Pterophyllum altum

Aquarium fish: Pterophyllum altum (Pterophyllum altum)
Size: 18 cm
Origin: South America
Water temperature: 27-31 ° C
Aquarium volume: 500 l

Pterophyllum altum (Pterophyllum altum ) – larger and taller than the commonly found P. scalare . Rarely available and most desired by cichlid lovers, which unfortunately affects its price, which reflects its uniqueness.


South America. It is found exclusively in the Orinoco River basin, including the Inirida and Rio Atabapo tributaries, and in the upper Rio Negro in southern Venezuela, They live in quiet parts of rivers, marshes and floodplains.

These waters are, above all, rich in oxygen, with negligible hardness and conductivity, despite their tannin coloration, they are almost always perfectly transparent. Unlike P. scalare , they prefer the proximity to the roots rather than the plants.

Characteristics and disposition

The largest and tallest of the Pterophyllum family,in the aquarium, it reaches up to 18 cm in length and 40 cm in height, in the natural environment, individuals as high as 50 cm have been reported. Body of a silver color with three brown and black vertical stripes.

Red stripes on the fins. In adults, red and bluish-green small dots may be visible on the back, black spots may be seen when stimulated. A characteristic feature of this species is the sharp notch above the nostrils (supraorbital cavity). All real specimens exhibit a trait that may disappear or be invisible in hybrids. Depending on the place of occurrence, the Orinoco, Atabapo, Inirida varieties are distinguished and the disputed Rio Negro, which is not fully researched / classified.

The Atabapo form has the most red color on the fins and back, some individuals may have red stripes. Wild forms are also knownP. scalare very similar in appearance to P. altum ( P. sp.

Santa Izabel, P. sp. Santa Gabriel, P. sp. Rio Cuiuni – from the names of places or rivers), in trade it is often mistakenly marked as e.g.

Altum red, Peru or Rio Negro. Distinguishing the correct form from the similar form is sometimes difficult and often debatable. Compared to P. scalare , they are much taller, have an unusually high “forehead”, and the distance between the eyes and the dog is much shorter. The stripes on his body are clearly wider, spread more evenly to each other, and between them you can see additional faded brownish stripes.

The sex of scalars is difficult to tell. Females have elongated and blunt-ended genital warts, the so-called ovipositor, in males it is short and sharply ended. During the breeding season, viewed from above, the female bearing the eggs will be wider behind the pectoral fins, while the male will be wider at the point where the pectoral fins meet the body. Males may develop a slight fatty hump during the spawning period. Considered by many to be gentle, however, they are fish with character , you can even say that they are “double-faced”.

In the presence of an observer, they can behave impeccably, and when they disappear from view, they show their true face, raising their gill covers on their companions and placing smaller fish in the corners of the aquarium. There are frequent skirmishes between scalars, often they swim sideways to the rival, stretching the body in an arc towards him. It is believed that by using the scales in this way, they focus a beam of light, which they direct into the opponent’s eyes. On many occasions one of the fish is seen to be suddenly stunned, as if it has been shocked. Despite their pugnacious nature, they are group fish with complex relationships.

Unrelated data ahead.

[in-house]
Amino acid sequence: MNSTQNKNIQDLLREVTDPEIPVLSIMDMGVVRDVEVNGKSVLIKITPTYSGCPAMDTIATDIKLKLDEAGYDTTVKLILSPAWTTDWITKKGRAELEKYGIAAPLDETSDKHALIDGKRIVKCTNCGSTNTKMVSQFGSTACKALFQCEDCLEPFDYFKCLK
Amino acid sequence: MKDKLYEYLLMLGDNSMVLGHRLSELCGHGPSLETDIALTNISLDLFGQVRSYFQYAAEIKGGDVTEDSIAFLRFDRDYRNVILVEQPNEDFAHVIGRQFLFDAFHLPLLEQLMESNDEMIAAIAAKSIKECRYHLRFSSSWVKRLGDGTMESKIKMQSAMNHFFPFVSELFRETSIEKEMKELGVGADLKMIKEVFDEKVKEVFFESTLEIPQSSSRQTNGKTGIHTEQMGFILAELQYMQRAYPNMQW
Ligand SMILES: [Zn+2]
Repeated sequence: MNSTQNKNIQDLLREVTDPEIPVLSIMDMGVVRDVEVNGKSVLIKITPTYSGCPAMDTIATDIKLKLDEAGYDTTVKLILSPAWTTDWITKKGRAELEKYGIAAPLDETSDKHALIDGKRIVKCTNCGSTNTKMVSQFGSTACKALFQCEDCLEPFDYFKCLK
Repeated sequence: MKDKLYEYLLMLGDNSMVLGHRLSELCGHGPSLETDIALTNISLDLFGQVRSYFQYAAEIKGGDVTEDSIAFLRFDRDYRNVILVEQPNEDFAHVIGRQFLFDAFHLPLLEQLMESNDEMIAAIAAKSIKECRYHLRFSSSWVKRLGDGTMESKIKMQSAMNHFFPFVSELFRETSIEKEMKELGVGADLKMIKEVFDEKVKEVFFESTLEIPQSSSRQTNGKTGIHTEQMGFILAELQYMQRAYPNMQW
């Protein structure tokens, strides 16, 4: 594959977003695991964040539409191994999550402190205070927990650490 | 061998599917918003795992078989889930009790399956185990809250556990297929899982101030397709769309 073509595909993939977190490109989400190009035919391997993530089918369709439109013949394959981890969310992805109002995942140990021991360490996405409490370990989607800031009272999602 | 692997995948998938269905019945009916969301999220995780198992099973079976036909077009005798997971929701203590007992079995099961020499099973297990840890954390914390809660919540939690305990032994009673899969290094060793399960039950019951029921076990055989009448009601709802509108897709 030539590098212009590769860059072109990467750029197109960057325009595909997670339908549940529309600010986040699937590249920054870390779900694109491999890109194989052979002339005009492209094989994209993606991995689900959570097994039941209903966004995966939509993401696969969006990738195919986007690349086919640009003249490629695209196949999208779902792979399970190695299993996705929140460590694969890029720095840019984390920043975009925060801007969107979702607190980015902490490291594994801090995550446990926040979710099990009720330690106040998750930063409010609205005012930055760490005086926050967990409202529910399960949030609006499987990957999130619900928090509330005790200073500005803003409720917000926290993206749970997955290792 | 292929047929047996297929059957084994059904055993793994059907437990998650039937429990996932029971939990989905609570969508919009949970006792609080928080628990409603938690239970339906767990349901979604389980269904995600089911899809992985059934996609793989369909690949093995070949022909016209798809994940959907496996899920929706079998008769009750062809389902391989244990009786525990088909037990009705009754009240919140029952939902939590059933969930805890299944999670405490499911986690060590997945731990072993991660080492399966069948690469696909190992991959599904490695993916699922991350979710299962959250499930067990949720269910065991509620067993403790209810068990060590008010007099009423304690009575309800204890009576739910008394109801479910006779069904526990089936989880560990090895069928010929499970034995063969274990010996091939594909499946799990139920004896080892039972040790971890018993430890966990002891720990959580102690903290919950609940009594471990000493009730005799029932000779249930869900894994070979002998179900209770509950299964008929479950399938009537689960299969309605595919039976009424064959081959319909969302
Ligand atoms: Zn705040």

Compliance with the rules prevailing in the group increases the chances of survival, e.g. during an attack by a predator. They are also happy to cooperate with each other. They learned to defend themselves against fish nibbling and nibbling, e.g. piranhas.

In times of danger, they form a kind of defensive formation, they hide their tails inwards, and their mouths are ready to attack. They are one of the few fish that can count. Having a choice of shoals that look similar at first glance, they will consistently and instinctively choose the more numerous. In nature, the stock can cover a large area of ​​hundreds of fish. It is recommended to keep a group of min.

5 individuals or a matched pair. They feel safer, look prettier and exhibit more interesting behaviors. They are not masters of swimming, they move slowly, mainly with pectoral fins, which in combination with a tall body have little chance of escaping. In situations of danger or hunting, their striped camouflage is helpful, which they use by hiding among roots or tall vegetation.

Nutrition and feeding

Feeding wild specimens can be problematic.

You should be prepared for regular feeding of live food and even in their case you cannot be sure that they will be eaten. For some reason, they are more likely to eat waste left by other fish. After acclimatization, if they start eating live foods, they can gradually be taught to eat frozen foods by feeding them mixed with live foods. Breeding altums will also accept dry foods. Live and frozen foods, such as daphnia, bloodworm, cyclops or shrimp, are eaten with great vigor, and any change in food activity can be a sign of spawning or worse health problems.


They require min. 120 cm long aquarium for a selected pair and min. 150 cm for a group and a height of min. 60 cm. Now that biotope tanks are hot, some growers say that this is the only way to go about furnishing a dwelling for tall scalars.